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How Do Ultraviolet Rays Affect Our Eyes?


There are several consequences to the skin and the eyes for prolonged exposure to the sun and its ultraviolet (UV) rays. It can also make us more susceptible to certain eye problems and conditions. As ultraviolet rays are high in energy, they cannot be seen and do not fall within the realm of visible light and overexposure to UV rays can be both harmful and problematic in the short and long-term.


The sun has three main categories of UV radiation; UVA, UVB and UVC. Fortunately, the atmosphere’s ozone layer blocks the sun’s UVC rays as it has the highest energy and would potentially be the most harmful to the eyes. Ultraviolet exposure is greater at higher altitudes or in open spaces and highly reflective surfaces, like snow and sand, can cause UV exposure to double.


Increased exposure to UVB rays can cause permanent damage to the cornea. In low doses, UVB radiation stimulates the production of melanin. In higher doses, UVB rays may cause sunburn and increase the risk of skin or eyelid cancer.


UVA rays are closer to visible light rays and have lower energy than UVB and UVC rays. UVA rays can still pass through the cornea and reach the lens and retina inside the eye and overexposure to UVA rays may cause damage to the retina. It has been linked to the development of cataracts and macular degeneration.


Spending an excessive amount of time outdoors in a sunny environment without the correct eye protection may lead to an eye condition called photokeratitis, also known as ‘snow blindness’. A painful eye condition likened to having sunburn of the eye surface. The symptoms of this condition could include blurred vision, eye redness, increased light sensitivity, and tearing. The effects of this condition are usually temporary and cold compresses or artificial tears may help to ease discomfort.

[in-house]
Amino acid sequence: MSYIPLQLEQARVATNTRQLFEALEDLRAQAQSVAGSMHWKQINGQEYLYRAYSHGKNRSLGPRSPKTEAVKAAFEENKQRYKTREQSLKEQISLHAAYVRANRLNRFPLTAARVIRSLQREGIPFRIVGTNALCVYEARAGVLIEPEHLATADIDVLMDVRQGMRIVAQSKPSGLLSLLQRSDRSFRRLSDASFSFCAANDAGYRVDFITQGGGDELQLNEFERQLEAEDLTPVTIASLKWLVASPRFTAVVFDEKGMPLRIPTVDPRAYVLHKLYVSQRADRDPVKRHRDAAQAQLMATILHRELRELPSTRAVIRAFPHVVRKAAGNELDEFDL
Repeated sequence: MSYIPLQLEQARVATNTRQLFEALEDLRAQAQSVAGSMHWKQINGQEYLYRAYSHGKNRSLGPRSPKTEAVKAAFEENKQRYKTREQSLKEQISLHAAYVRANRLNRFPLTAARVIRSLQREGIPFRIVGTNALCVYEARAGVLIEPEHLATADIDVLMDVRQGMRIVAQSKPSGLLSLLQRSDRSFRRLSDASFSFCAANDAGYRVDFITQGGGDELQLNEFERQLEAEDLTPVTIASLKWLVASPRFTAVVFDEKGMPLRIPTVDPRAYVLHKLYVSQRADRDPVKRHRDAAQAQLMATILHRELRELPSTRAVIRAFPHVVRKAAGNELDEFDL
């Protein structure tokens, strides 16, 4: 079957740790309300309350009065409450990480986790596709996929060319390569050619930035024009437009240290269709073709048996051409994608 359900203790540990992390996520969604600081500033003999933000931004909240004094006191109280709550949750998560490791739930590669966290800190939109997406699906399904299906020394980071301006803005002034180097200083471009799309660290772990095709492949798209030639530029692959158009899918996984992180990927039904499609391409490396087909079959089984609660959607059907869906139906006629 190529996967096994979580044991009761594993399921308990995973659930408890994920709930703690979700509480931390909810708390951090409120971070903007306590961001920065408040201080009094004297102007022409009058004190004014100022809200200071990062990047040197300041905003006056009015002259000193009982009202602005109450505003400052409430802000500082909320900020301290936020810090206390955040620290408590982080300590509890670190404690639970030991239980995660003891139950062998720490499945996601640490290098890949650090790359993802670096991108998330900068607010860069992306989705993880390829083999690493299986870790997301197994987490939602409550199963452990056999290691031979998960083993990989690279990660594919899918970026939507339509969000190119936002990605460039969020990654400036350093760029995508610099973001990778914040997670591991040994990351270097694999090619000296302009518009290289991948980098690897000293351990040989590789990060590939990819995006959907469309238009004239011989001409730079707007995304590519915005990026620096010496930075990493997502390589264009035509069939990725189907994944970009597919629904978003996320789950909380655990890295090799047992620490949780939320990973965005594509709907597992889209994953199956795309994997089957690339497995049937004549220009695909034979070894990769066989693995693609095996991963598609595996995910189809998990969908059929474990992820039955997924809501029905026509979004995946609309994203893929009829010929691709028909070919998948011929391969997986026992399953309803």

Overexposure to UVB has been associated with a number of eye problems including pingueculas and pterygia. A pinguecula is a benign growth that forms on the conjunctiva and a pterygium is an overgrowth of tissue that covers the eyeball reducing vision. Certain medications have also been linked to increasing the body’s sensitivity to UV radiation.


Taking simple but effective measures may also make a key difference in protecting the eyes from UV rays. Following our recommended eye care tips may help to provide added protection for your eyes.


• Wearing sunglasses that provide 100% UVA and UVB protection
• Wearing wide-brimmed hats for added shade and eye protection
• Avoiding direct exposure to midday sunlight


Ultraviolet exposure is greater when the sun is positioned higher in the sky; typically, from 10am to 4pm. Children are also just as susceptible to eye damage as adults and they may benefit from sunglasses or photochromic lenses. Photochromic lenses automatically adjust in proportion to the intensity of the light.


It is important to book regular eye examinations with your ophthalmologist to ensure your eyes are healthy and they can give you tailored advice on eye protection.


Author: Samer Hamada is a distinguished consultant ophthalmologist and cornea surgeon performing eye surgeries at his practice, Eye Clinic London. With nearly two decades’ experience, Mr. Hamada is recognised as a leading expert in the field of cataract, refractive lens exchange (RLE) and corneal surgeries.


Please call 0800 197 8808 for friendly advice and information.